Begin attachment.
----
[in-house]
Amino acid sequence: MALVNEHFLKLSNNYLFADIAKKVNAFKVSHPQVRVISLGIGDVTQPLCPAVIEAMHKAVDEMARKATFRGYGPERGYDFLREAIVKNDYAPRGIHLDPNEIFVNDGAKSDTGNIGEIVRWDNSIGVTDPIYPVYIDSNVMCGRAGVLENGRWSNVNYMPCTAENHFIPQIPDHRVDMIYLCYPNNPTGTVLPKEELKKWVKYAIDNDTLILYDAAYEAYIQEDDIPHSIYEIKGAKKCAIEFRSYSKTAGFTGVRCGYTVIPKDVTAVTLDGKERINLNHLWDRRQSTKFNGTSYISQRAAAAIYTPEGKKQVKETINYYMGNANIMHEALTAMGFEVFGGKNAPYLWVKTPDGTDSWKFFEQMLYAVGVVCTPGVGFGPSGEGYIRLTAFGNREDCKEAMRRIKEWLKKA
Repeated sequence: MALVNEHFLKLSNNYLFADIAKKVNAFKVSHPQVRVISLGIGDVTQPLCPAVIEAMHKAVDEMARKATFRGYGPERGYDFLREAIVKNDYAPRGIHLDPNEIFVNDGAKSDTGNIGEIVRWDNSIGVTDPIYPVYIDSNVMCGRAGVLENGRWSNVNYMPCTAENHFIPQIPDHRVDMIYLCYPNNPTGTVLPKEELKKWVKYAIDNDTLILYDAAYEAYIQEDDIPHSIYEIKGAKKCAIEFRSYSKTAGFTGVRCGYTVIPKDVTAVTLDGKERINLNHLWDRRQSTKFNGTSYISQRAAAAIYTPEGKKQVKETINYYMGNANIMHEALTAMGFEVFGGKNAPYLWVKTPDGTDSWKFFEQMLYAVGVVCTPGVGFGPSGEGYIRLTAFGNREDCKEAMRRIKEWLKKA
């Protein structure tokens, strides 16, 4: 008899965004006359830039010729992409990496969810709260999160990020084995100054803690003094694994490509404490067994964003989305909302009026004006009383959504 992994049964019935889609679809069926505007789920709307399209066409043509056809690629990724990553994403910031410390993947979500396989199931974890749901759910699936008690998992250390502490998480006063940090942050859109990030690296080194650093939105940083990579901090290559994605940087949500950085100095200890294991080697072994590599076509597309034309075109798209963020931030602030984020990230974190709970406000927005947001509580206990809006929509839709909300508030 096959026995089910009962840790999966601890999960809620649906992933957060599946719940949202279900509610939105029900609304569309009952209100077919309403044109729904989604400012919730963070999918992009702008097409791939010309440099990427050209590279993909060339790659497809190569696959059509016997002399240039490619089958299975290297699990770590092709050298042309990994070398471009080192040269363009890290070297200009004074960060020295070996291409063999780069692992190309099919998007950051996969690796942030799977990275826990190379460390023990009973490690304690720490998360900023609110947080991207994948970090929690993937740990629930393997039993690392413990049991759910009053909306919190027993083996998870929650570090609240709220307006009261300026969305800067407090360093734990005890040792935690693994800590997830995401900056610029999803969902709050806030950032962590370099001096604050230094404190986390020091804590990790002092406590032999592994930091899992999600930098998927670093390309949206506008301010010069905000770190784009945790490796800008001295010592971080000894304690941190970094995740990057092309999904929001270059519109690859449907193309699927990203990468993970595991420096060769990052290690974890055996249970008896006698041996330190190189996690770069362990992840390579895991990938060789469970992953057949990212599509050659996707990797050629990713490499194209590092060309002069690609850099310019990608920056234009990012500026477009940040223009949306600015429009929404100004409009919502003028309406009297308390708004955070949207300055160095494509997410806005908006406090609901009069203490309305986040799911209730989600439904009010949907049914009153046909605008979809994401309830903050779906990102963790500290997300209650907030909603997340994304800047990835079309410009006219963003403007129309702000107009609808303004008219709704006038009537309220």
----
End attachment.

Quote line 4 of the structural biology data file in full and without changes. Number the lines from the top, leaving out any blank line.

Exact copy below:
């Protein structure tokens, strides 16, 4: 008899965004006359830039010729992409990496969810709260999160990020084995100054803690003094694994490509404490067994964003989305909302009026004006009383959504 992994049964019935889609679809069926505007789920709307399209066409043509056809690629990724990553994403910031410390993947979500396989199931974890749901759910699936008690998992250390502490998480006063940090942050859109990030690296080194650093939105940083990579901090290559994605940087949500950085100095200890294991080697072994590599076509597309034309075109798209963020931030602030984020990230974190709970406000927005947001509580206990809006929509839709909300508030 096959026995089910009962840790999966601890999960809620649906992933957060599946719940949202279900509610939105029900609304569309009952209100077919309403044109729904989604400012919730963070999918992009702008097409791939010309440099990427050209590279993909060339790659497809190569696959059509016997002399240039490619089958299975290297699990770590092709050298042309990994070398471009080192040269363009890290070297200009004074960060020295070996291409063999780069692992190309099919998007950051996969690796942030799977990275826990190379460390023990009973490690304690720490998360900023609110947080991207994948970090929690993937740990629930393997039993690392413990049991759910009053909306919190027993083996998870929650570090609240709220307006009261300026969305800067407090360093734990005890040792935690693994800590997830995401900056610029999803969902709050806030950032962590370099001096604050230094404190986390020091804590990790002092406590032999592994930091899992999600930098998927670093390309949206506008301010010069905000770190784009945790490796800008001295010592971080000894304690941190970094995740990057092309999904929001270059519109690859449907193309699927990203990468993970595991420096060769990052290690974890055996249970008896006698041996330190190189996690770069362990992840390579895991990938060789469970992953057949990212599509050659996707990797050629990713490499194209590092060309002069690609850099310019990608920056234009990012500026477009940040223009949306600015429009929404100004409009919502003028309406009297308390708004955070949207300055160095494509997410806005908006406090609901009069203490309305986040799911209730989600439904009010949907049914009153046909605008979809994401309830903050779906990102963790500290997300209650907030909603997340994304800047990835079309410009006219963003403007129309702000107009609808303004008219709704006038009537309220």